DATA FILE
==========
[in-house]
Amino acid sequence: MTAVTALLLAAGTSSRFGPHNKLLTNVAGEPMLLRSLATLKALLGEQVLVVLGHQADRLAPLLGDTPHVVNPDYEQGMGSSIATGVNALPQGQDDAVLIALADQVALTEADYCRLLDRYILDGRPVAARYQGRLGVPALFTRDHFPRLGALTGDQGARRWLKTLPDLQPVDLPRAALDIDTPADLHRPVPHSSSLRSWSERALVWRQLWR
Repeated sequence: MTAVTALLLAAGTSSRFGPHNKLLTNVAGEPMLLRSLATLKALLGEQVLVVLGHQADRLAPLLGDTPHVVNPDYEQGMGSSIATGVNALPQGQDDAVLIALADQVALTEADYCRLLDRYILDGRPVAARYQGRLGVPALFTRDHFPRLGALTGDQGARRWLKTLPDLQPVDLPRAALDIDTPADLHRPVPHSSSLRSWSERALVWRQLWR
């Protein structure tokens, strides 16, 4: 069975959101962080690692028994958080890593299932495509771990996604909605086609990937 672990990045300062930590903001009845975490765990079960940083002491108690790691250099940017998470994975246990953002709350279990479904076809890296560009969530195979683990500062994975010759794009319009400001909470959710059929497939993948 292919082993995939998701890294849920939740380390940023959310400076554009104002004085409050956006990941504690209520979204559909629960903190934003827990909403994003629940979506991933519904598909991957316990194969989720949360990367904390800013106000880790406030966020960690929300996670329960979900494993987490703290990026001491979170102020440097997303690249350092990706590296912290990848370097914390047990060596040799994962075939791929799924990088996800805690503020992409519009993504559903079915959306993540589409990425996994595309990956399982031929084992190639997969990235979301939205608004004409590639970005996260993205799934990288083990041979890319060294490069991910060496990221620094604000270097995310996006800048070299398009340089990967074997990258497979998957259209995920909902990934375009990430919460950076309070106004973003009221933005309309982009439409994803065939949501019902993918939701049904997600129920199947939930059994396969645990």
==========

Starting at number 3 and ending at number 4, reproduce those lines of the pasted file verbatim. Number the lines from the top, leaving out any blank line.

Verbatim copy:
Repeated sequence: MTAVTALLLAAGTSSRFGPHNKLLTNVAGEPMLLRSLATLKALLGEQVLVVLGHQADRLAPLLGDTPHVVNPDYEQGMGSSIATGVNALPQGQDDAVLIALADQVALTEADYCRLLDRYILDGRPVAARYQGRLGVPALFTRDHFPRLGALTGDQGARRWLKTLPDLQPVDLPRAALDIDTPADLHRPVPHSSSLRSWSERALVWRQLWR
């Protein structure tokens, strides 16, 4: 069975959101962080690692028994958080890593299932495509771990996604909605086609990937 672990990045300062930590903001009845975490765990079960940083002491108690790691250099940017998470994975246990953002709350279990479904076809890296560009969530195979683990500062994975010759794009319009400001909470959710059929497939993948 292919082993995939998701890294849920939740380390940023959310400076554009104002004085409050956006990941504690209520979204559909629960903190934003827990909403994003629940979506991933519904598909991957316990194969989720949360990367904390800013106000880790406030966020960690929300996670329960979900494993987490703290990026001491979170102020440097997303690249350092990706590296912290990848370097914390047990060596040799994962075939791929799924990088996800805690503020992409519009993504559903079915959306993540589409990425996994595309990956399982031929084992190639997969990235979301939205608004004409590639970005996260993205799934990288083990041979890319060294490069991910060496990221620094604000270097995310996006800048070299398009340089990967074997990258497979998957259209995920909902990934375009990430919460950076309070106004973003009221933005309309982009439409994803065939949501019902993918939701049904997600129920199947939930059994396969645990």